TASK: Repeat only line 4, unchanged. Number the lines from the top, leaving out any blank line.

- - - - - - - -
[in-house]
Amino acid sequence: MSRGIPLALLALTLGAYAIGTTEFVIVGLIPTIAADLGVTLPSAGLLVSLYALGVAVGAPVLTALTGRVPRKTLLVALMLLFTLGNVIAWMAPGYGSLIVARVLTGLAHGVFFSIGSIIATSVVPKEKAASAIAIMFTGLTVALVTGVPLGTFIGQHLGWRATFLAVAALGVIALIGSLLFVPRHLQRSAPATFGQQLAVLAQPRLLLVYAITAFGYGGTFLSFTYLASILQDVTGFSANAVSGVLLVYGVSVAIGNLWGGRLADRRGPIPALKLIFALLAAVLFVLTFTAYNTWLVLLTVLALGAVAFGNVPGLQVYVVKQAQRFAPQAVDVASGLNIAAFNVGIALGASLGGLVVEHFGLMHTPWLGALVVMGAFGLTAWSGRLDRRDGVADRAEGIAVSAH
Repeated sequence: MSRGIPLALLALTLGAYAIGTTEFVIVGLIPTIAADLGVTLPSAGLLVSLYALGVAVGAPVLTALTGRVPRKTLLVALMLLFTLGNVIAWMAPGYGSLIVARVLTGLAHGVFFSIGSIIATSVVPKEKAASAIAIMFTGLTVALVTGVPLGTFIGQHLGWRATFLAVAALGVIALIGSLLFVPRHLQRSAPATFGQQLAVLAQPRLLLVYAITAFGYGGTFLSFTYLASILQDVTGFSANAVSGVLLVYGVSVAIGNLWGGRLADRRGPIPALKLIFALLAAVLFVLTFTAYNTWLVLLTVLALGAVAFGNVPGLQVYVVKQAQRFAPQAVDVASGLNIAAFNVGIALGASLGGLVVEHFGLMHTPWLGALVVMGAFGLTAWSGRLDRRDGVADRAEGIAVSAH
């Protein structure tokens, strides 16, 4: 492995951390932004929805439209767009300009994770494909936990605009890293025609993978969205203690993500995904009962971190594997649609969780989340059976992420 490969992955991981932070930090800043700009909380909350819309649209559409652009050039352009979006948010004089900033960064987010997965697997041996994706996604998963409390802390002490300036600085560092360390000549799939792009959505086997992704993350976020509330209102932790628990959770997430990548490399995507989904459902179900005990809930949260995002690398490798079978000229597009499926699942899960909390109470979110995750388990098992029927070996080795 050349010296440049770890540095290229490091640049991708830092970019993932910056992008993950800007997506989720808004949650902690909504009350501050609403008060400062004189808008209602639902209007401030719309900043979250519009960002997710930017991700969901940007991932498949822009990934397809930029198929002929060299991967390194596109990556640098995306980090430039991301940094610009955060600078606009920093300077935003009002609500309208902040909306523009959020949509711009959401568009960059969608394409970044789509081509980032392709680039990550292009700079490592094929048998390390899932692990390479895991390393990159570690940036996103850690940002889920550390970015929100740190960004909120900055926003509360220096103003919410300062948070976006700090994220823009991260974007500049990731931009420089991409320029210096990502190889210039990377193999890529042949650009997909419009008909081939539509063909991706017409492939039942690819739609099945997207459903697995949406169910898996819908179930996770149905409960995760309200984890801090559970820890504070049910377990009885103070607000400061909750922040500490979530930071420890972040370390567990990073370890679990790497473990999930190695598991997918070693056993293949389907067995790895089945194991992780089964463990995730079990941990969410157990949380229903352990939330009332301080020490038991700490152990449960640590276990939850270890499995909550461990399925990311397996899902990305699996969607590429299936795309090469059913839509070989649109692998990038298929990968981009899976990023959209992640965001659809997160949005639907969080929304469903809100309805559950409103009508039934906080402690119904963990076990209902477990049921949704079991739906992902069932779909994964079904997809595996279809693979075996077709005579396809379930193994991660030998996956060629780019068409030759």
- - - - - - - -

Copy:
């Protein structure tokens, strides 16, 4: 492995951390932004929805439209767009300009994770494909936990605009890293025609993978969205203690993500995904009962971190594997649609969780989340059976992420 490969992955991981932070930090800043700009909380909350819309649209559409652009050039352009979006948010004089900033960064987010997965697997041996994706996604998963409390802390002490300036600085560092360390000549799939792009959505086997992704993350976020509330209102932790628990959770997430990548490399995507989904459902179900005990809930949260995002690398490798079978000229597009499926699942899960909390109470979110995750388990098992029927070996080795 050349010296440049770890540095290229490091640049991708830092970019993932910056992008993950800007997506989720808004949650902690909504009350501050609403008060400062004189808008209602639902209007401030719309900043979250519009960002997710930017991700969901940007991932498949822009990934397809930029198929002929060299991967390194596109990556640098995306980090430039991301940094610009955060600078606009920093300077935003009002609500309208902040909306523009959020949509711009959401568009960059969608394409970044789509081509980032392709680039990550292009700079490592094929048998390390899932692990390479895991390393990159570690940036996103850690940002889920550390970015929100740190960004909120900055926003509360220096103003919410300062948070976006700090994220823009991260974007500049990731931009420089991409320029210096990502190889210039990377193999890529042949650009997909419009008909081939539509063909991706017409492939039942690819739609099945997207459903697995949406169910898996819908179930996770149905409960995760309200984890801090559970820890504070049910377990009885103070607000400061909750922040500490979530930071420890972040370390567990990073370890679990790497473990999930190695598991997918070693056993293949389907067995790895089945194991992780089964463990995730079990941990969410157990949380229903352990939330009332301080020490038991700490152990449960640590276990939850270890499995909550461990399925990311397996899902990305699996969607590429299936795309090469059913839509070989649109692998990038298929990968981009899976990023959209992640965001659809997160949005639907969080929304469903809100309805559950409103009508039934906080402690119904963990076990209902477990049921949704079991739906992902069932779909994964079904997809595996279809693979075996077709005579396809379930193994991660030998996956060629780019068409030759």